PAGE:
Part-of-speech tagging is a popular problem for those applying ILP to NLP (despite the view of Mooney!). At LLL, we had talks on Iterative part-of-speech tagging by Alípio Jorge and Alneu de Andrade Lopes and on Towards disambiguation in Czech corpora by Lubos Popelínský, Tomás Pavelek and Tomás Ptácník. In the former, the iterative approach is used to build up a recursive logic program which predicts tags based on the tags of surrounding words, as well as the words themselves. In the latter, Progol was used to learn disambiguation rules for Czech.

Claire Nédellec talked on Corpus-based learning of semantic relations by the ILP system, Asium. Asium is an ILP system (with, unusually for ILP, a rather nice GUI) which learns ontologies and verb subcategorization frames from parsed texts in specific domains. Luc Dehaspe presented joint work with Maarten Forrier on Transformation-based learning meets frequent pattern discovery. In true K.U. Leuven style, this involved upgrading an non-ILP ML technique (Brill's transformation-based learning) to a first order representation. Henrik Boström examined techniques for the Induction of recursive transfer rules. Transfer rules translate between quasi-logical forms for different natural languages, here French and English. Such rule sets represent a challenge for ILP, since they are highly recursive and more than one rule may need to be produced from one example. Finally, we have the paper by Markus Junker, Michael Sintek and Matthias Rinck on Learning for text categorization and information extraction with ILP. Markus Junker presented an ILP learning algorithm using types for text, words and text positions which learned rules for text categorization and information extraction.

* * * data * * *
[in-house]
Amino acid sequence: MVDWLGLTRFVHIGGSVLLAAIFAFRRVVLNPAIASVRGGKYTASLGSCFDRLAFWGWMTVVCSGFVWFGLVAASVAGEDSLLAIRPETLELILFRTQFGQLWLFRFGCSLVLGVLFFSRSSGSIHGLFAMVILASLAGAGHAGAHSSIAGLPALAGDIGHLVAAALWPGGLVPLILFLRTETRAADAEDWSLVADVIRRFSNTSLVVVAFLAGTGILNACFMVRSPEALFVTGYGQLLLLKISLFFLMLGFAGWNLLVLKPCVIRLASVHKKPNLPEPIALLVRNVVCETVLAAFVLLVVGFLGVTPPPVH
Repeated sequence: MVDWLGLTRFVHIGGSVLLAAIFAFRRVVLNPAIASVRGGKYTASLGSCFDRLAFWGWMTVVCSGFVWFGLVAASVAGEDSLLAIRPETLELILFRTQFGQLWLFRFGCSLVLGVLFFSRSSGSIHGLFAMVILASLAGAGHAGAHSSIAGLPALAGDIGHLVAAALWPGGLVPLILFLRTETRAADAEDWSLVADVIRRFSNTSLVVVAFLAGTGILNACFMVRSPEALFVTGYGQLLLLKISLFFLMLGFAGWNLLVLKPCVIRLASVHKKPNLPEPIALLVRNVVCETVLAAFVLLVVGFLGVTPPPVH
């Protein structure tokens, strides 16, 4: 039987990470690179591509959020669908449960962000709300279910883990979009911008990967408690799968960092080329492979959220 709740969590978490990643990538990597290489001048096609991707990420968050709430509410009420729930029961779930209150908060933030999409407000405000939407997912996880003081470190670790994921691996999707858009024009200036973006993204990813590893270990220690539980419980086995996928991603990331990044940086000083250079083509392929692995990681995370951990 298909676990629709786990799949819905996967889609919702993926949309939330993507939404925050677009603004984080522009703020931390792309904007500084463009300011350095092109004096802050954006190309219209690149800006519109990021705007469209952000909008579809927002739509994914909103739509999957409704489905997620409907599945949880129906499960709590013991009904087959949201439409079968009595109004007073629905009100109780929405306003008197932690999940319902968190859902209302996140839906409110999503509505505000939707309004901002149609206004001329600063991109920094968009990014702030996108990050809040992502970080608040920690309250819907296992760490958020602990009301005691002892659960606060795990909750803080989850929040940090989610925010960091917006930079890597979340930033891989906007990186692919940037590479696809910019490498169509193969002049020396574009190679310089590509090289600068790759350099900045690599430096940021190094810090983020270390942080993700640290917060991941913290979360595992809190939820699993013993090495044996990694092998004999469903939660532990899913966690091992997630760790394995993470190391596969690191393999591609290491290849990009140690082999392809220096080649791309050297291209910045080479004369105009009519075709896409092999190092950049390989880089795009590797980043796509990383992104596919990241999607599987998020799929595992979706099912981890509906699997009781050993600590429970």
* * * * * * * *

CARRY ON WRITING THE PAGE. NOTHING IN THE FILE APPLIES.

Natural language learning based on statistical approaches (e.g. n-gram language modelling) has proved successful, but it is well known that such linguistically impoverished approaches have severe limitations. The flexibility and expressivity of logical representations make them highly suitable for natural language analysis. I hope that the papers presented at the LLL workshop show that logical and inductive approaches to NLP are not necessarily competitors, and that they will encourage more LLL research. The LLL workshop itself was an enjoyable and stimulating event, so much so that there are plans for LLL'2000. This is likely to be co-located with the Fifth International Colloquium on Grammatical Inference (ICGI'2000) in Lisbon during 5-7 June 2000.

A LLL home page has been created at http://www.cs.york.ac.uk/mlg/lll/ which provides an online bibliography and pointers to papers, datasets and algorithms. The workshop notes are available online at http://www.cs.york.ac.uk/mlg/lll/workshop/.

I would like to thank the programme committee for their help in reviewing submissions, those who submitted and presented papers, and also the three invited speakers. Thanks also to Saso Dzeroski, the local chair, who organised everything so efficiently at the Slovene end. Finally many thanks to the ILP2 project, MLNet-II, ILPNet2 and CompulogNet for their generous financial support for the workshop.